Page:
Japanese Emperor Naruhito ascends Chrysanthemum Throne
Emperor Naruhito ascended the Chrysanthemum Throne on Tuesday, proclaiming himself Japan’s 126th emperor as the audience shouted “banzai” to wish him a long and prosperous reign.
Naruhito pledged at an enthronement ceremony at the Imperial Palace to serve his constitutional duty as a symbol of the state and to stay close to the people, as Prime Minister Shinzo Abe congratulated him and led three banzai cheers. The cheer traditionally means “10,000 years” of life.
“I hearby proclaim to inside and outside of the country that I have enthroned,” Naruhito said as he stood inside the Imperial Throne. “I hereby swear that I will act according to the constitution and fulfill my responsibility as the symbol of the state and of the unity of the people of Japan, while always praying for the happiness of the people and the peace of the world as I always stand with the people.”
Naruhito, in a formal brownish-orange robe that has been dyed in sappanwood and Japanese wax tree bark and a black headdress decorated with an upright tail, appeared as a pair of black-robed chamberlains opened the purple curtains of the throne at the sound of a bell.
The throne, called Takamikura, is a 21-foot-high decorative structure resembling a gazebo or something at the Forbidden City in China. It was transported from the former Imperial Palace in Japan’s ancient capital of Kyoto, where emperors lived until 150 years ago.
The enthronement ceremony is the high point of several succession rituals that began in May when Naruhito inherited the throne after the abdication of Akihito, his father. Naruhito is the 126th emperor in the world’s oldest hereditary monarchy that historians say goes back 1,500 years.
The proclamation is largely meant to allow the government to showcase the monarchy to win public support and to preserve Japan’s cultural heritage, historians say.
Despite the time, effort and cost put into preparations, the ceremony lasted only about 30 minutes.
The enthronement ceremony was originally modeled after one by the ancient Tang dynasty of China and the second of a three-part process following the May succession. Next month sees the highly religious and divisive ritual of the Grand Harvest. Some experts have raised questions over the government’s funding of $150 million for ceremonies that contain religious rites.
Criticism was largely eclipsed by the festive mood, in part because Naruhito’s succession was by abdication not by death, palace watchers said.
Abe’s ultraconservative government also granted pardons marking the occasion. The decision was published Tuesday in the special edition of the official gazette, which provided for about 550,000 eligible applicants. The decision was not publicly debated.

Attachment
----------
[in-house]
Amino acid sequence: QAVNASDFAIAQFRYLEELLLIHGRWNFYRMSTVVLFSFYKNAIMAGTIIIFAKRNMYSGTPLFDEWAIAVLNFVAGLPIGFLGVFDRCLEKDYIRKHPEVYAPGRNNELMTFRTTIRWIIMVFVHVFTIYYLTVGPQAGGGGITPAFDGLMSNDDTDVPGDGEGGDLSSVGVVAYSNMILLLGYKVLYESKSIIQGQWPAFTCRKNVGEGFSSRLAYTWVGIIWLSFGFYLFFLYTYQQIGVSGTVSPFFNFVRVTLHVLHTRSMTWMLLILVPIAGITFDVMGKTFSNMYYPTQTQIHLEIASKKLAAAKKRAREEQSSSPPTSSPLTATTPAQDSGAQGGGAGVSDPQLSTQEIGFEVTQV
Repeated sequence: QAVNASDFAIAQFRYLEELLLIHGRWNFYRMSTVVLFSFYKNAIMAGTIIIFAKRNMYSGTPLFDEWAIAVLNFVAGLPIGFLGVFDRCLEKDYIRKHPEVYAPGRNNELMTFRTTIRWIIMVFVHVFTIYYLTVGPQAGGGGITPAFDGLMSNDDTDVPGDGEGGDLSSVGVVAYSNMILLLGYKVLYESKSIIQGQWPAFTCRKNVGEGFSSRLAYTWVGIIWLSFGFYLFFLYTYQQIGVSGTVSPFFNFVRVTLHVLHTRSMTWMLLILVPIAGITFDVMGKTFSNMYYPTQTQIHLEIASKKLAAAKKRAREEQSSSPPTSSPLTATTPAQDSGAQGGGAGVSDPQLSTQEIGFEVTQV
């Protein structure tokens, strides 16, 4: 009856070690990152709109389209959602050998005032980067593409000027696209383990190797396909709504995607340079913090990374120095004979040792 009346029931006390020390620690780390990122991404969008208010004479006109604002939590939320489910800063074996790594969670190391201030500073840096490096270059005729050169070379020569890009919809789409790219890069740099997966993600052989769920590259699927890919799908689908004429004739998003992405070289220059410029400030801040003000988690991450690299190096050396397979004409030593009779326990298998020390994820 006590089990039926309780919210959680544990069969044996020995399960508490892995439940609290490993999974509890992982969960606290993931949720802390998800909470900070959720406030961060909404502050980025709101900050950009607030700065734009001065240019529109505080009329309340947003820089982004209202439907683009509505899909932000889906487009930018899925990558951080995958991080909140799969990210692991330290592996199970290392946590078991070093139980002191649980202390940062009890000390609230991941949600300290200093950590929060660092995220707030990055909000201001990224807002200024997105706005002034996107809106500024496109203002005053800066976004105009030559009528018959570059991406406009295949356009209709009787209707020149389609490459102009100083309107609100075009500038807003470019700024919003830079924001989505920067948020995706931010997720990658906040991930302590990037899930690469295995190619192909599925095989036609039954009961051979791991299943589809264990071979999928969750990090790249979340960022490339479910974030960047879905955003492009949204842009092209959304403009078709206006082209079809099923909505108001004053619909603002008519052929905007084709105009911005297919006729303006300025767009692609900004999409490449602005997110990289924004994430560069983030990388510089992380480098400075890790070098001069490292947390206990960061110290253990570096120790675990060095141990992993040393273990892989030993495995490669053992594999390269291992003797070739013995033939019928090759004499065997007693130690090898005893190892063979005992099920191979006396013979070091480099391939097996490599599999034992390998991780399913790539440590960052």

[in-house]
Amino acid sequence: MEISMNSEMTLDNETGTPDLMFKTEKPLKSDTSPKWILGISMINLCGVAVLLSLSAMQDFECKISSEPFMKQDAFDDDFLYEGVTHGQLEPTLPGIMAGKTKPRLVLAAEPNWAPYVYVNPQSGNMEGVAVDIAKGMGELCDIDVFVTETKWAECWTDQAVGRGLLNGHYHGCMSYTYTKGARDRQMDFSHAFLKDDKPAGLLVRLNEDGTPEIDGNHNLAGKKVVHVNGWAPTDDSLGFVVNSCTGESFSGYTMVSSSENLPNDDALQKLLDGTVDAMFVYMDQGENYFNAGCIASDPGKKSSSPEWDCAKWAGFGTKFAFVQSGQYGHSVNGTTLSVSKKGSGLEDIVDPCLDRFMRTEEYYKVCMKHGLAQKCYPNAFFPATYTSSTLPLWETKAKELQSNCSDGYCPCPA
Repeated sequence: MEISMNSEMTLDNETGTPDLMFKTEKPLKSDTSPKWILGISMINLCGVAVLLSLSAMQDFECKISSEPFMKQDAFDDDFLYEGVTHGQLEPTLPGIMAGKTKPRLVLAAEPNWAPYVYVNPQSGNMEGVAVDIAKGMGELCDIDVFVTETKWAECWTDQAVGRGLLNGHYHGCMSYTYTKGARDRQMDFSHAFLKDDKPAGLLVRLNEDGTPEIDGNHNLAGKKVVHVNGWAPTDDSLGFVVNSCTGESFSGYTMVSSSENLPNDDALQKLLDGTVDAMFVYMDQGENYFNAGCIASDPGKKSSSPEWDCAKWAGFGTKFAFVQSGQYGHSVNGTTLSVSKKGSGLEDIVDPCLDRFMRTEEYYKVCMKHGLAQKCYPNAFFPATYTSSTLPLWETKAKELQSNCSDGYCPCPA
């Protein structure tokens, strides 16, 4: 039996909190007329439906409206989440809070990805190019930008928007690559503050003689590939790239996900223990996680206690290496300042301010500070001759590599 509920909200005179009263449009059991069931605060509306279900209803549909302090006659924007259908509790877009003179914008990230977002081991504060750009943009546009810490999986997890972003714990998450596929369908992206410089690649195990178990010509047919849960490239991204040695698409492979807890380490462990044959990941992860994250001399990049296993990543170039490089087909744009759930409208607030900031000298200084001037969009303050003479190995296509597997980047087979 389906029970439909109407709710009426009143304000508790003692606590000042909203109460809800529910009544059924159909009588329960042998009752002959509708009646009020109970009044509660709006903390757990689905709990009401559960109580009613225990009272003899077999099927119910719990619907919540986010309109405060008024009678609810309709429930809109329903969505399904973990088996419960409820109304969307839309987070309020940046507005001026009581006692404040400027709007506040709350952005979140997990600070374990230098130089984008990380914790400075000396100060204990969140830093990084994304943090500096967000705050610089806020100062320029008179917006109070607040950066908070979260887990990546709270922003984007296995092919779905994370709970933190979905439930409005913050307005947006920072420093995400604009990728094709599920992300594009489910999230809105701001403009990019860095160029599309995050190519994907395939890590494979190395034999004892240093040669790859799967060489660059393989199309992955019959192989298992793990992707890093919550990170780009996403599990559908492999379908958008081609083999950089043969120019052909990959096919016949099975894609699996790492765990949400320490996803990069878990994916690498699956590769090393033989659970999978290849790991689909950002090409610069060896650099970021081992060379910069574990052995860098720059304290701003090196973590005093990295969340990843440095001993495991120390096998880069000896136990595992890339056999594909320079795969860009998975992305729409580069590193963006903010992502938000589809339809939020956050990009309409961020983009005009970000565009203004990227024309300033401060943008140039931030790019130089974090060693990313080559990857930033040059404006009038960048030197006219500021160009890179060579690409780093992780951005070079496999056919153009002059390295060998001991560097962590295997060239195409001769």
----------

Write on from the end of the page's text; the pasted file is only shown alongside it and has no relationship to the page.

The prewar custom of clemency by the emperor has triggered criticism as being undemocratic and politically motivated. At the time of former Emperor Akihito’s enthronement, 2.5 million people were given amnesty.
Earlier Tuesday, the 59-year-old emperor put on a white robe and prayed at Kashikodokoro and two other shrines. The visits Tuesday morning are to report to gods ahead of the ceremony, to be attended by 2,000 guests from in and outside Japan.
Enshrined at Kashikodokoro is the goddess Amaterasu, the mythological ancestress of Japan’s emperors.
Later Tuesday, Naruhito and his wife, Masako, a Harvard-educated former diplomat, will host a court banquet, to be attended by about 400 foreign dignitaries and representatives from Japan’s administrative, legislative and judicial branches and their spouses.
A parade originally planned for Tuesday afternoon has been postponed until Nov. 10 because of a deadly typhoon that caused flooding and other damage in central and northern Japan.
Naruhito and Masako have been warmly welcomed by the Japanese public, despite comparisons to their beloved predecessors. They made positive impressions by freely conversing with President Trump and First Lady Melania during their visit weeks after Naruhito’s succession in May, palace watchers say.
“I think people have high expectations for the emperor who is fluent in foreign language and internationalized,” said historian and monarchy expert, Eiichi Miyashiro, also a journalist.
Naruhito is a historian, a viola player and an expert on water transport who studied at Oxford. Masako has struggled for more than a decade since developing “adjustment disorder” after giving birth to their only child, Princess Aiko, and facing pressure to produce a boy in Japan’s monarchy that allows only male heirs.
A shortage of males in the royal family has raised succession concerns. Naruhito has an 83-year-old uncle and two potential heirs — his younger brother Crown Prince Akishino and a 13-year-old nephew, prompting calls for a debate, possibly to allow female emperors.
Abe and his ultraconservative supporters who want to keep paternalistic family values insist on male-only succession, while a majority of the general public support allowing female emperors.
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